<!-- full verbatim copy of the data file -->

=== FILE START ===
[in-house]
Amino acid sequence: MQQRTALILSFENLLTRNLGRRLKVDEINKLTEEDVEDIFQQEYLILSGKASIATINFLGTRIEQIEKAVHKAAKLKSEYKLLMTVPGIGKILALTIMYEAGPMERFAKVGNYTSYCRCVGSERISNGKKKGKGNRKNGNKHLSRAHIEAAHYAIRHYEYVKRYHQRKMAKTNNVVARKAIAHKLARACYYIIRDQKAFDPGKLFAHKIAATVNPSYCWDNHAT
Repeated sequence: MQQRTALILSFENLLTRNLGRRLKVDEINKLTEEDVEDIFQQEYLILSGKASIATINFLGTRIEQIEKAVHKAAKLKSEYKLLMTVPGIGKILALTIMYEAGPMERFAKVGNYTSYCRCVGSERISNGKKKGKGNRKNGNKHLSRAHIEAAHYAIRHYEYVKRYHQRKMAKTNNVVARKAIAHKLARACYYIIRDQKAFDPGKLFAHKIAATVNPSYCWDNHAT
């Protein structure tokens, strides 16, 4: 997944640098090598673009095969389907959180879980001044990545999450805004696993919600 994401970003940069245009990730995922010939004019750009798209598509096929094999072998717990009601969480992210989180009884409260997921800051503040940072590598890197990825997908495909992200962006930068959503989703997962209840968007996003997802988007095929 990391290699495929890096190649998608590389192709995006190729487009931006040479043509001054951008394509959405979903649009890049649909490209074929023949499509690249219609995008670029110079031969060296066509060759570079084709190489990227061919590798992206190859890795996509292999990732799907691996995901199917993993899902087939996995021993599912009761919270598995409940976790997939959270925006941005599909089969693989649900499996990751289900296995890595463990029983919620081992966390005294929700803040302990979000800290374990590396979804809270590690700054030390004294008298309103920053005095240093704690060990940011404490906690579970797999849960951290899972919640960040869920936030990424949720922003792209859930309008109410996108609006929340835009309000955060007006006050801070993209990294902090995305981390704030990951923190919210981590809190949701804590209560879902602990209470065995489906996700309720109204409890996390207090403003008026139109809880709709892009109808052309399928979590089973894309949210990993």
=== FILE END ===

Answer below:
[in-house]
Amino acid sequence: MQQRTALILSFENLLTRNLGRRLKVDEINKLTEEDVEDIFQQEYLILSGKASIATINFLGTRIEQIEKAVHKAAKLKSEYKLLMTVPGIGKILALTIMYEAGPMERFAKVGNYTSYCRCVGSERISNGKKKGKGNRKNGNKHLSRAHIEAAHYAIRHYEYVKRYHQRKMAKTNNVVARKAIAHKLARACYYIIRDQKAFDPGKLFAHKIAATVNPSYCWDNHAT
Repeated sequence: MQQRTALILSFENLLTRNLGRRLKVDEINKLTEEDVEDIFQQEYLILSGKASIATINFLGTRIEQIEKAVHKAAKLKSEYKLLMTVPGIGKILALTIMYEAGPMERFAKVGNYTSYCRCVGSERISNGKKKGKGNRKNGNKHLSRAHIEAAHYAIRHYEYVKRYHQRKMAKTNNVVARKAIAHKLARACYYIIRDQKAFDPGKLFAHKIAATVNPSYCWDNHAT
């Protein structure tokens, strides 16, 4: 997944640098090598673009095969389907959180879980001044990545999450805004696993919600 994401970003940069245009990730995922010939004019750009798209598509096929094999072998717990009601969480992210989180009884409260997921800051503040940072590598890197990825997908495909992200962006930068959503989703997962209840968007996003997802988007095929 990391290699495929890096190649998608590389192709995006190729487009931006040479043509001054951008394509959405979903649009890049649909490209074929023949499509690249219609995008670029110079031969060296066509060759570079084709190489990227061919590798992206190859890795996509292999990732799907691996995901199917993993899902087939996995021993599912009761919270598995409940976790997939959270925006941005599909089969693989649900499996990751289900296995890595463990029983919620081992966390005294929700803040302990979000800290374990590396979804809270590690700054030390004294008298309103920053005095240093704690060990940011404490906690579970797999849960951290899972919640960040869920936030990424949720922003792209859930309008109410996108609006929340835009309000955060007006006050801070993209990294902090995305981390704030990951923190919210981590809190949701804590209560879902602990209470065995489906996700309720109204409890996390207090403003008026139109809880709709892009109808052309399928979590089973894309949210990993």